The Ubuntu aphorism is further adopted widely by southern African Nguni speaking people having equivalent phrases extending beyond South Africa to other sub-Saharan African countries. Broodryk (2005) reflects that the concept of Ubuntu is expressed in many different African languages, always emphasising a relationship with collectivism as a community. In Kenya, the concept of Ubuntu is talked about as ‘Utu’ referring to the idea that every individual’s action should be performed for the benefit of the whole community (Broodryk 2005:219; Oppenheim 2012:370). In Uganda, the concept is known as Obuntu-bulamu translating to an individual’s human generosity, and harmonious interaction with, one’s own community (Oppenheim 2012:370). Mangaliso (2001:24) defines Ubuntu as humaneness – a pervasive spirit of caring and community, harmony and hospitality, respect and responsiveness – that individuals and groups display for one another. Mangaliso (2001) goes further to suggest that Ubuntu is invariably invoked as a scale for weighing good versus bad, right versus wrong and just versus unjust. The most prevalent understanding of Ubuntu in the literature is when it is considered ‘an African humanness which is characterised by compassion or caring, sharing, communist democracy and related predispositions’ (Khoza 2005:269). Khoza’s view was taken up by Broodryk (2005:13) who described Ubuntu as a ‘comprehensive, ancient African worldview which pursues primary values of intense humanness, caring, sharing and compassion, and associated values’. In public spaces, Ubuntu is perhaps best represented by public figures who regard Ubuntu as the essence of being human, which extends beyond African ways of life to include hospitality, kindness, warmth, welcoming, generosity and caring about others (Dandala 1996; Mthembu 1996; Tutu 1995). The article therefore asserts that, in the context of sub-Saharan Africa, communism (also referred to as collectivism) becomes understood as having group meaning expressed through Ubuntu (Broodryk 2005).

More important than language similarities, however, are to consider the differences between the various conceptualisations of Ubuntu. These differences involve the varying social ethic characteristics reflected in Ubuntu as a mode of conduct by individuals in contemporary life in terms of an individual reflecting antecedent traits such as hospitality, sharing, generosity and selflessness, that is, the behaviours that are expected to results from Ubuntu (Louw 2002; Mangaliso 2001; McAllister 2009; Theletsane 2012). Linked with such expected behaviours is group solidarity which is crucial to the survival of African communities who have historically survived through group care by the community for the community (Mbigi & Maree 1995). In this sense, Ubuntu proponents (Battle 1996; Ndaba 1994; Sono 1994) seek to increase understanding that the ideal value of Ubuntu is to connote a compromise by encouraging an exclusion of oppressive communalism but rather allowing a person to grow and prosper in a group relational setting by providing ongoing contact and interaction with others. There is a lack of consensus on the definition coupled with the scarcity of psychometrically robust measurement scales (Brubaker 2013). With the exception of limited empirical investigations (Brubaker 2013; Mabovula 2011; Mbhele 2015; Sigger et al. 2010), relatively little attention has been given to the development of measurement scales for Ubuntu that conform closely to the conceptualisation of the Ubuntu concept. Sigger et al. (2010) is a study that operationalised Ubuntu in terms of business management. Other studies tended to focus on leadership alone and not the role of collectivism (manager and workers) (Mangaliso 2001; Mbigi 1997, Mbigi & Maree 1995; Msila 2008; Nussbaum 2003; Poovan et al. 2006). Even though Sigger et al. (2010) need to be acknowledged in the development of measurement scales for Ubuntu, their stated scales reveal several limitations. Sigger et al. themselves (2010) acknowledged that their proposed items for the four Ubuntu elements met with a lack of understanding of the meaning of these items by respondents. Without firstly the development of a consensus on what Ubuntu is conceptually, based on the identification of the antecedents for each of the four Ubuntu elements, reliable scales cannot be constructed. Louw (2002:8) refers to Ubuntu as ‘an account of innovative constructions, which, is inevitably coloured by our (post)modern values, beliefs and biases’. Louw (2002) argues that any attempt to answer the question, ‘what is Ubuntu?’ would be misguided, positing that the more important question is: ‘How should Ubuntu be understood and utilised for the common good of all Africans, and of the world at large?’ (Louw 2002:8). These questions underpin establishing a consensus about the composition of Ubuntu in the context of business management practice.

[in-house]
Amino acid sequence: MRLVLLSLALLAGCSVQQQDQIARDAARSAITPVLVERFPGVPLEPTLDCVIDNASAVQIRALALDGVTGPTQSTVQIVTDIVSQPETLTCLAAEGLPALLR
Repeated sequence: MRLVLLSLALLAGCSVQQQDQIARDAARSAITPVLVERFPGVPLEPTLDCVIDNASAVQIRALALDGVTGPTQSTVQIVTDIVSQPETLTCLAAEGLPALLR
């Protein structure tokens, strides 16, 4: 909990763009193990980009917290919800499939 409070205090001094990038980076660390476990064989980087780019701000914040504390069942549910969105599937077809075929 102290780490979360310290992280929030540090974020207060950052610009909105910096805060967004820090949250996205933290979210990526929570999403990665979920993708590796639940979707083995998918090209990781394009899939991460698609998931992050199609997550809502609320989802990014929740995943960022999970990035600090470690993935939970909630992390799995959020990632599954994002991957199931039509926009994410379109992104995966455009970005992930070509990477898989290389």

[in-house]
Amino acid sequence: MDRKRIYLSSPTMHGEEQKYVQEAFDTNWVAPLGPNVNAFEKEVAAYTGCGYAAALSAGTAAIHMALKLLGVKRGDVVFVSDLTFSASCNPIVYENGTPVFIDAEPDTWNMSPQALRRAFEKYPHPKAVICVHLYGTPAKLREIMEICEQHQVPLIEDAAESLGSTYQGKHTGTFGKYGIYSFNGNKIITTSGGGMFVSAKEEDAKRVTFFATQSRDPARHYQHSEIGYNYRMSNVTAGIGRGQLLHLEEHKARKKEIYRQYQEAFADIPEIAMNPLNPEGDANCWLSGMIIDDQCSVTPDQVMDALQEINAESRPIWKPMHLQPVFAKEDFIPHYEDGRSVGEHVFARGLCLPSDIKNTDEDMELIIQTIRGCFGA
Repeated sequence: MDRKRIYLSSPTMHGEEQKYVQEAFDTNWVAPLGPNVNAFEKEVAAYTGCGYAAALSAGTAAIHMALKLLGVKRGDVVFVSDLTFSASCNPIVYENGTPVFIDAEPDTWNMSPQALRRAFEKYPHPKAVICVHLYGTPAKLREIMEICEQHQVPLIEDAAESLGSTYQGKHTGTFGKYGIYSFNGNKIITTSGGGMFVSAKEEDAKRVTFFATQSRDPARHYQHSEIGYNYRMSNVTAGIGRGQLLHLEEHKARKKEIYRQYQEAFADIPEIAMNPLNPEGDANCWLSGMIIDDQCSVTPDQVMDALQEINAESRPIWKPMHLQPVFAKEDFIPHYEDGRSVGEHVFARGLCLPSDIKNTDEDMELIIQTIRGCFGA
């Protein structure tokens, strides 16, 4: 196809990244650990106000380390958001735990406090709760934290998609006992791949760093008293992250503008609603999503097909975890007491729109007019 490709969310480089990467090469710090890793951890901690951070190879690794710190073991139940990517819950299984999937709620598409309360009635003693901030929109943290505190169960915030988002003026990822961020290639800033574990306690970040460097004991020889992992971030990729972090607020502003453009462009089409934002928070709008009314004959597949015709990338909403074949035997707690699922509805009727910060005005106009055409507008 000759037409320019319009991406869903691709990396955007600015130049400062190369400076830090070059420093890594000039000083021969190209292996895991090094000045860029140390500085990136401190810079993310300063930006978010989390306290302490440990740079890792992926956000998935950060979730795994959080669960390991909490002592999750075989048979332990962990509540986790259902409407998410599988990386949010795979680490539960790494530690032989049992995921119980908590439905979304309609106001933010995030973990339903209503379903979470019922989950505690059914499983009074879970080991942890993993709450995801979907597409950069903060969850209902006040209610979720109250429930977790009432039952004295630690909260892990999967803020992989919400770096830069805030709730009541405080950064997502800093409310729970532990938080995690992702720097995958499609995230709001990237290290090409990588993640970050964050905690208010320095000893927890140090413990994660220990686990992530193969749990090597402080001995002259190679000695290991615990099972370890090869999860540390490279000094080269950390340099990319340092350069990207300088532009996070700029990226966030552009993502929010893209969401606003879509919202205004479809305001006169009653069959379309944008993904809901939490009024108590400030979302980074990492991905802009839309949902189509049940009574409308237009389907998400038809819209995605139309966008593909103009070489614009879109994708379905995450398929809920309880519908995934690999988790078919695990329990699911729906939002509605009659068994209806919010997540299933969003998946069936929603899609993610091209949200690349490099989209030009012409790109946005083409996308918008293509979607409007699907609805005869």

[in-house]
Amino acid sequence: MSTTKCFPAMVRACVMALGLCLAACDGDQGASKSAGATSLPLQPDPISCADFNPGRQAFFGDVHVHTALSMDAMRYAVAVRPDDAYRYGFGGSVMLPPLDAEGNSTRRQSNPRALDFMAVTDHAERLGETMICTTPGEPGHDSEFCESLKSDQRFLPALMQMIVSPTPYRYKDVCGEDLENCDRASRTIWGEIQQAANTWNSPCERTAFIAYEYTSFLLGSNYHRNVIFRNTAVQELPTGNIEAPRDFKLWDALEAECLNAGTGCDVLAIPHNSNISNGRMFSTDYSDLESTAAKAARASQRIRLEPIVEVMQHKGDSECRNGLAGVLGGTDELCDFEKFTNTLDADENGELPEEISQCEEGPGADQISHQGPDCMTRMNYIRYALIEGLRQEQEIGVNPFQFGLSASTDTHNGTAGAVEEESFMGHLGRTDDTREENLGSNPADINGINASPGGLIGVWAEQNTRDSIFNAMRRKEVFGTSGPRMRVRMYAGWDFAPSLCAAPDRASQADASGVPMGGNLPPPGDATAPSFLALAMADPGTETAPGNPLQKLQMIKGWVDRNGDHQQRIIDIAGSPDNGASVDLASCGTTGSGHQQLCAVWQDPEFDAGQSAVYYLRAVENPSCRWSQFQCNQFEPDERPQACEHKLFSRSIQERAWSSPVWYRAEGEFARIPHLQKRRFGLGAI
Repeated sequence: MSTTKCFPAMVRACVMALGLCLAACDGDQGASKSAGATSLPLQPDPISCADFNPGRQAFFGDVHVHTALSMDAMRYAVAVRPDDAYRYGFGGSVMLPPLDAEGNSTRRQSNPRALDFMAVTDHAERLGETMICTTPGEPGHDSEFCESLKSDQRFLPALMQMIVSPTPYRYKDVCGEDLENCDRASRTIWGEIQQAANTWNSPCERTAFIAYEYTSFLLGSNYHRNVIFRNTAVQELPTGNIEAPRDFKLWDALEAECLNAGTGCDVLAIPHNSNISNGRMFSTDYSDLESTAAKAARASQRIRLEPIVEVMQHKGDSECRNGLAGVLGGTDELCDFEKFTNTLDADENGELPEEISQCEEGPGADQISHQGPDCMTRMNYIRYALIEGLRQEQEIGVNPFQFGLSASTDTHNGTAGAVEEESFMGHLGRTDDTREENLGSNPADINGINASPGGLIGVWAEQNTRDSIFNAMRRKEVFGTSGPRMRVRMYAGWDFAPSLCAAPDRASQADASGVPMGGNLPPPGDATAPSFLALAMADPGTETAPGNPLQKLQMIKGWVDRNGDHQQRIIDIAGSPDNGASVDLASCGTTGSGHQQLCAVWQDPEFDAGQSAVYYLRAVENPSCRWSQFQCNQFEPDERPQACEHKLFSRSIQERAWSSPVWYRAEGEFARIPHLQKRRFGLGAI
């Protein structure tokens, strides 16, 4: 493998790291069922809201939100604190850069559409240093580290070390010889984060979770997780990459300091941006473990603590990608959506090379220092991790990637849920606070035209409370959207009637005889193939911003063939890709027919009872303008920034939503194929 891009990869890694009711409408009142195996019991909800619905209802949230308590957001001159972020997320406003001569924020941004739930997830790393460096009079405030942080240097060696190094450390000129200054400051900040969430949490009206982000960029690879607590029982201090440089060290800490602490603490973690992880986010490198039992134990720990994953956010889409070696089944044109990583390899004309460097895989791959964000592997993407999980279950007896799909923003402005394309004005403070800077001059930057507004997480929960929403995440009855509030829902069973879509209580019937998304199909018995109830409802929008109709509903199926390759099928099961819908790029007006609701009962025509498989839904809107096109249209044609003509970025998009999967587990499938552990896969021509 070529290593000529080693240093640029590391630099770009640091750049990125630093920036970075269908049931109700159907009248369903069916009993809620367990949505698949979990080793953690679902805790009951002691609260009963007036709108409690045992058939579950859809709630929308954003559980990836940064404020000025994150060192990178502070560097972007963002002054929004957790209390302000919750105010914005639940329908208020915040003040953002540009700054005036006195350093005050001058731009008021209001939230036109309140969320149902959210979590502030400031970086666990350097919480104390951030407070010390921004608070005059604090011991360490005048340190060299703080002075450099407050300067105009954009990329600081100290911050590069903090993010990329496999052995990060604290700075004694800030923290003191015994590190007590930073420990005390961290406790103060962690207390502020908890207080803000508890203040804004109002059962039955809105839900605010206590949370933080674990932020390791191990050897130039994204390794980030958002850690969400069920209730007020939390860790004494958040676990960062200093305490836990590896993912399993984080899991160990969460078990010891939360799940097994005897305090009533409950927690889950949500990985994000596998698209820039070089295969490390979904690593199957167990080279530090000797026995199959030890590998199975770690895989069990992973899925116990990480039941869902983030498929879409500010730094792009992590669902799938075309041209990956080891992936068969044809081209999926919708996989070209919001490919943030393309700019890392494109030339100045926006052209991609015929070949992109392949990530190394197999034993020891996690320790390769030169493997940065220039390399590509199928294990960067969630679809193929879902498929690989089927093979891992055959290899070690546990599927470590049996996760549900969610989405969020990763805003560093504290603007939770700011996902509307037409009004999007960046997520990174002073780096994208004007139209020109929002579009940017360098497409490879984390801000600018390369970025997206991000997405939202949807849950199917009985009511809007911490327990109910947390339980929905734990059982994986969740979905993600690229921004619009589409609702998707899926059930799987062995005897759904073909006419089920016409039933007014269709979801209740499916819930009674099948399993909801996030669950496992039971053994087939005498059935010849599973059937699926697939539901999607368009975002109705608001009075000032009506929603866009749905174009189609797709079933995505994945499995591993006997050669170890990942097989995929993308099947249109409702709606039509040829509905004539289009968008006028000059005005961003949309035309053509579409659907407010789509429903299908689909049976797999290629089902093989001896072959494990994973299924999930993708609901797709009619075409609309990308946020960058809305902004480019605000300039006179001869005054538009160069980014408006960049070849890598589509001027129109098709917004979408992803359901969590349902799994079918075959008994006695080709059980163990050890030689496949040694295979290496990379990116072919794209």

The four related elements of Ubuntu

This article focussed on the four elements of compassion, survival, group solidarity and respect and dignity as principles in common with other studies (Brubaker 2013; Mangaliso 2001; Poovan et al. 2006; Sigger et al. 2010). These elements and their antecedents as complemented by many authors are now discussed individually.

Antecedents of compassion

The first element of compassion involves understanding others’ dilemmas and seeking to help because of the deep conviction of the interconnectedness of people (Poovan et al. 2006:18). By definition, it can simply be described as ‘being moved by another’s suffering and wanting to help’ (Lazarus 1991:289). Muchiri (2011:433) extended the definition, stating that compassion is about an individual’s expression of generosity out of concern for another, which is summarised as ‘a willingness to sacrifice one’s own self-interest to help others’. Similarly, Strauss et al. (2016) proposed that compassion entails consideration of the feelings that arise when one witnesses another’s suffering, motivating a subsequent desire to help. A common thread in the compassion element of Ubuntu is that observing another human’s suffering motivates another to extend help.